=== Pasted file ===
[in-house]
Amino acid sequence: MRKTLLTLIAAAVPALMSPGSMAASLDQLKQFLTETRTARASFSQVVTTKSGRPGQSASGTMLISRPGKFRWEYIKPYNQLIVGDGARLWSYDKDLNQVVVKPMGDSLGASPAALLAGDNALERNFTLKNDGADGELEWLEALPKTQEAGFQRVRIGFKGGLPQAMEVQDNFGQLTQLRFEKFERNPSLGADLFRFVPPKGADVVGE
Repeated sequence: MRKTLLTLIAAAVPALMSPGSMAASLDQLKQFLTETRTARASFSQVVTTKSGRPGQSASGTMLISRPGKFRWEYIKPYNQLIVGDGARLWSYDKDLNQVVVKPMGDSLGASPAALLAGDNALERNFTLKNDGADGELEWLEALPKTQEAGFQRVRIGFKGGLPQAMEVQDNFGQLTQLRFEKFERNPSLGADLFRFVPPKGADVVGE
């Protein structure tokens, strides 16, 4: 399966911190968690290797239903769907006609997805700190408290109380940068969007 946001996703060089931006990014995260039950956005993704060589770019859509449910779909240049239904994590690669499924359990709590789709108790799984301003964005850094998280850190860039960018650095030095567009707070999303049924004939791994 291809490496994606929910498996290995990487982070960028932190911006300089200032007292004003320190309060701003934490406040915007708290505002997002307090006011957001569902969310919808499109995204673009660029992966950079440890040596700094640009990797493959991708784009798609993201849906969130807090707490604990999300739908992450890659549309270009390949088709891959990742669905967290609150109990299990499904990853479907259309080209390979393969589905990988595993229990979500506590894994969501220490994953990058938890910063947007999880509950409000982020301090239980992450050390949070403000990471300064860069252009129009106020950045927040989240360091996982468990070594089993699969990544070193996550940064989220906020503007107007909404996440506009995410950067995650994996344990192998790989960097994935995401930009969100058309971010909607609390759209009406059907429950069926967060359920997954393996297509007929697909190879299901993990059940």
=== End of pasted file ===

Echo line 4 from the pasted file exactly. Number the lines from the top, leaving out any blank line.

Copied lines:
């Protein structure tokens, strides 16, 4: 399966911190968690290797239903769907006609997805700190408290109380940068969007 946001996703060089931006990014995260039950956005993704060589770019859509449910779909240049239904994590690669499924359990709590789709108790799984301003964005850094998280850190860039960018650095030095567009707070999303049924004939791994 291809490496994606929910498996290995990487982070960028932190911006300089200032007292004003320190309060701003934490406040915007708290505002997002307090006011957001569902969310919808499109995204673009660029992966950079440890040596700094640009990797493959991708784009798609993201849906969130807090707490604990999300739908992450890659549309270009390949088709891959990742669905967290609150109990299990499904990853479907259309080209390979393969589905990988595993229990979500506590894994969501220490994953990058938890910063947007999880509950409000982020301090239980992450050390949070403000990471300064860069252009129009106020950045927040989240360091996982468990070594089993699969990544070193996550940064989220906020503007107007909404996440506009995410950067995650994996344990192998790989960097994935995401930009969100058309971010909607609390759209009406059907429950069926967060359920997954393996297509007929697909190879299901993990059940």